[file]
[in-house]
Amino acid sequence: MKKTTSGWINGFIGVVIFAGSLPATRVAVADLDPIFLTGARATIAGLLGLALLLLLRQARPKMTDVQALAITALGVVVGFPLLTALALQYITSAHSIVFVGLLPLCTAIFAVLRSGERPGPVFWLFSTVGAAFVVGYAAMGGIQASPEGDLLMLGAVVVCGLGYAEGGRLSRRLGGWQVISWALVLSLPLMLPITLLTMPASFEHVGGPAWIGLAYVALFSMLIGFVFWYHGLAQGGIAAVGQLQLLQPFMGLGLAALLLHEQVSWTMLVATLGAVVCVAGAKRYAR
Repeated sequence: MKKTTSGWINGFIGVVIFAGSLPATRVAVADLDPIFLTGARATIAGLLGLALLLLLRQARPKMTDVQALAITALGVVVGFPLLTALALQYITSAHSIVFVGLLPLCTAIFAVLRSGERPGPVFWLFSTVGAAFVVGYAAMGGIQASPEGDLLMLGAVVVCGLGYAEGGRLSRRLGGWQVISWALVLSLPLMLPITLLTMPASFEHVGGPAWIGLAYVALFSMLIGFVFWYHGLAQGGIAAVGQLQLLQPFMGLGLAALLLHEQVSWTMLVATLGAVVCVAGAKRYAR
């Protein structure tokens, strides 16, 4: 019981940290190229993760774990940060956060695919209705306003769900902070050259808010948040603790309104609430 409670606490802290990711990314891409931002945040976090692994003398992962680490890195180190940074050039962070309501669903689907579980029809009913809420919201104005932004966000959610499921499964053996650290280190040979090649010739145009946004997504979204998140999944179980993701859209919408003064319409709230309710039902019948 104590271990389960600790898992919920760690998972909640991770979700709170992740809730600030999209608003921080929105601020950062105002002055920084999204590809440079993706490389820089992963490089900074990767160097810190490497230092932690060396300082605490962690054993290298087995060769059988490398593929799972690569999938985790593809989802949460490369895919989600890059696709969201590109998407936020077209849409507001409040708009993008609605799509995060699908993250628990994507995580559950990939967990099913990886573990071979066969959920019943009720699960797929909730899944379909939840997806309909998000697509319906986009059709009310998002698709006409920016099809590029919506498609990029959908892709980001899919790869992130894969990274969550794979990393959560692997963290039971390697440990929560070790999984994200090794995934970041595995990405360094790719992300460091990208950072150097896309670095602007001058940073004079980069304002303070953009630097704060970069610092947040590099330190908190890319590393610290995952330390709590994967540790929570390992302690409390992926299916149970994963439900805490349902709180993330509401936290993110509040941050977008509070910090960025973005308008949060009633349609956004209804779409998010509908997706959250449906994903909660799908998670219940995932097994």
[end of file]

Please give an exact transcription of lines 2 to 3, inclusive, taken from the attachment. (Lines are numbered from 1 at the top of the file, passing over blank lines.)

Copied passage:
Amino acid sequence: MKKTTSGWINGFIGVVIFAGSLPATRVAVADLDPIFLTGARATIAGLLGLALLLLLRQARPKMTDVQALAITALGVVVGFPLLTALALQYITSAHSIVFVGLLPLCTAIFAVLRSGERPGPVFWLFSTVGAAFVVGYAAMGGIQASPEGDLLMLGAVVVCGLGYAEGGRLSRRLGGWQVISWALVLSLPLMLPITLLTMPASFEHVGGPAWIGLAYVALFSMLIGFVFWYHGLAQGGIAAVGQLQLLQPFMGLGLAALLLHEQVSWTMLVATLGAVVCVAGAKRYAR
Repeated sequence: MKKTTSGWINGFIGVVIFAGSLPATRVAVADLDPIFLTGARATIAGLLGLALLLLLRQARPKMTDVQALAITALGVVVGFPLLTALALQYITSAHSIVFVGLLPLCTAIFAVLRSGERPGPVFWLFSTVGAAFVVGYAAMGGIQASPEGDLLMLGAVVVCGLGYAEGGRLSRRLGGWQVISWALVLSLPLMLPITLLTMPASFEHVGGPAWIGLAYVALFSMLIGFVFWYHGLAQGGIAAVGQLQLLQPFMGLGLAALLLHEQVSWTMLVATLGAVVCVAGAKRYAR